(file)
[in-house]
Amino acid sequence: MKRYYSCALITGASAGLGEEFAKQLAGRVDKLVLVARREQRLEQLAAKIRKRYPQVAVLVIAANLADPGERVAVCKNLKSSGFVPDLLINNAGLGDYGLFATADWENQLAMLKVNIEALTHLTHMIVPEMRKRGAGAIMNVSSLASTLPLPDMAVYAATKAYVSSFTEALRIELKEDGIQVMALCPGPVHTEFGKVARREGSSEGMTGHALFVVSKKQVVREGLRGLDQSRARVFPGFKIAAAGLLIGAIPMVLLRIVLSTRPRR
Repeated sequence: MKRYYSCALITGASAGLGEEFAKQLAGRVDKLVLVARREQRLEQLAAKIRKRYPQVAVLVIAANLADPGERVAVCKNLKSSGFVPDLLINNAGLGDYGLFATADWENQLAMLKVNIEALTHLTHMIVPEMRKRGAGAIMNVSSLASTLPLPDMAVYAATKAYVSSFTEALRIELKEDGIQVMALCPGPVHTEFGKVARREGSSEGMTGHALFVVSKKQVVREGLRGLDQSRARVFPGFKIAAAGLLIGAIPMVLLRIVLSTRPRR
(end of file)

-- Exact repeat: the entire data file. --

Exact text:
[in-house]
Amino acid sequence: MKRYYSCALITGASAGLGEEFAKQLAGRVDKLVLVARREQRLEQLAAKIRKRYPQVAVLVIAANLADPGERVAVCKNLKSSGFVPDLLINNAGLGDYGLFATADWENQLAMLKVNIEALTHLTHMIVPEMRKRGAGAIMNVSSLASTLPLPDMAVYAATKAYVSSFTEALRIELKEDGIQVMALCPGPVHTEFGKVARREGSSEGMTGHALFVVSKKQVVREGLRGLDQSRARVFPGFKIAAAGLLIGAIPMVLLRIVLSTRPRR
Repeated sequence: MKRYYSCALITGASAGLGEEFAKQLAGRVDKLVLVARREQRLEQLAAKIRKRYPQVAVLVIAANLADPGERVAVCKNLKSSGFVPDLLINNAGLGDYGLFATADWENQLAMLKVNIEALTHLTHMIVPEMRKRGAGAIMNVSSLASTLPLPDMAVYAATKAYVSSFTEALRIELKEDGIQVMALCPGPVHTEFGKVARREGSSEGMTGHALFVVSKKQVVREGLRGLDQSRARVFPGFKIAAAGLLIGAIPMVLLRIVLSTRPRR